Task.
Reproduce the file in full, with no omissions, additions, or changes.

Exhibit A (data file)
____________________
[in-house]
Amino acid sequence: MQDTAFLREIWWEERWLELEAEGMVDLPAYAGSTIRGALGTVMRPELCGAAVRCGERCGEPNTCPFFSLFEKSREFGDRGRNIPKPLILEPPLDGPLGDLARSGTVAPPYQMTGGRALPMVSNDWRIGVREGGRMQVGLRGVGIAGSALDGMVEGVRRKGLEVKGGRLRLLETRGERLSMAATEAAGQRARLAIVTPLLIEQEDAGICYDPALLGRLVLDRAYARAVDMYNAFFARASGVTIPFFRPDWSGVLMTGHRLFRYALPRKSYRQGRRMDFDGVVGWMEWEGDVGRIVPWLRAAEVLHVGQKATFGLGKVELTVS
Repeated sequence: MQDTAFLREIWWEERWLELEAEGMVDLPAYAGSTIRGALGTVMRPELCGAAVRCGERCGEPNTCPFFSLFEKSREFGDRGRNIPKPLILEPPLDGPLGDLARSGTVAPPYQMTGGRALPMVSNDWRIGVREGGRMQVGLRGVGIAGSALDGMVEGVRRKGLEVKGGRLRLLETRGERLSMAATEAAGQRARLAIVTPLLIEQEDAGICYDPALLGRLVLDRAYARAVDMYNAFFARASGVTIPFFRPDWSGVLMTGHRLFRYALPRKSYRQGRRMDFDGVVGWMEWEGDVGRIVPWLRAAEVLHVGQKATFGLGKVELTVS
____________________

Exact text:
[in-house]
Amino acid sequence: MQDTAFLREIWWEERWLELEAEGMVDLPAYAGSTIRGALGTVMRPELCGAAVRCGERCGEPNTCPFFSLFEKSREFGDRGRNIPKPLILEPPLDGPLGDLARSGTVAPPYQMTGGRALPMVSNDWRIGVREGGRMQVGLRGVGIAGSALDGMVEGVRRKGLEVKGGRLRLLETRGERLSMAATEAAGQRARLAIVTPLLIEQEDAGICYDPALLGRLVLDRAYARAVDMYNAFFARASGVTIPFFRPDWSGVLMTGHRLFRYALPRKSYRQGRRMDFDGVVGWMEWEGDVGRIVPWLRAAEVLHVGQKATFGLGKVELTVS
Repeated sequence: MQDTAFLREIWWEERWLELEAEGMVDLPAYAGSTIRGALGTVMRPELCGAAVRCGERCGEPNTCPFFSLFEKSREFGDRGRNIPKPLILEPPLDGPLGDLARSGTVAPPYQMTGGRALPMVSNDWRIGVREGGRMQVGLRGVGIAGSALDGMVEGVRRKGLEVKGGRLRLLETRGERLSMAATEAAGQRARLAIVTPLLIEQEDAGICYDPALLGRLVLDRAYARAVDMYNAFFARASGVTIPFFRPDWSGVLMTGHRLFRYALPRKSYRQGRRMDFDGVVGWMEWEGDVGRIVPWLRAAEVLHVGQKATFGLGKVELTVS